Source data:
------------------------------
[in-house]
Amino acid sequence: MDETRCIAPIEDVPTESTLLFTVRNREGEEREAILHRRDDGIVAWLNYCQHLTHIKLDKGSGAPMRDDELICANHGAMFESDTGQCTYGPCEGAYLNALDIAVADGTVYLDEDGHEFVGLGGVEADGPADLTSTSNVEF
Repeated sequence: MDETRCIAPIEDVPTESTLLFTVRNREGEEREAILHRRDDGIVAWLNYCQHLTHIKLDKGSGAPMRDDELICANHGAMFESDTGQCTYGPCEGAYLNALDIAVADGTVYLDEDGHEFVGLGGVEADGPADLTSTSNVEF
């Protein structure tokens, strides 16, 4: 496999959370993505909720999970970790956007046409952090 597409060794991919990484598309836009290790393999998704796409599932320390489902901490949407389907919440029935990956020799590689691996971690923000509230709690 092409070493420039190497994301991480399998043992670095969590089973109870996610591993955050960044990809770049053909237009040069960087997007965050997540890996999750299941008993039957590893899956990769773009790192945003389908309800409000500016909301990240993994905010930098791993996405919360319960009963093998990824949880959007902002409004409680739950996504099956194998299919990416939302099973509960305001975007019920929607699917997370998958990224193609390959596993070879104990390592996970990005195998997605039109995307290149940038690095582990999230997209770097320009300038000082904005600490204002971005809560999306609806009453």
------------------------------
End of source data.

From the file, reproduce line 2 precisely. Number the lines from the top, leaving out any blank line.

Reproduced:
Amino acid sequence: MDETRCIAPIEDVPTESTLLFTVRNREGEEREAILHRRDDGIVAWLNYCQHLTHIKLDKGSGAPMRDDELICANHGAMFESDTGQCTYGPCEGAYLNALDIAVADGTVYLDEDGHEFVGLGGVEADGPADLTSTSNVEF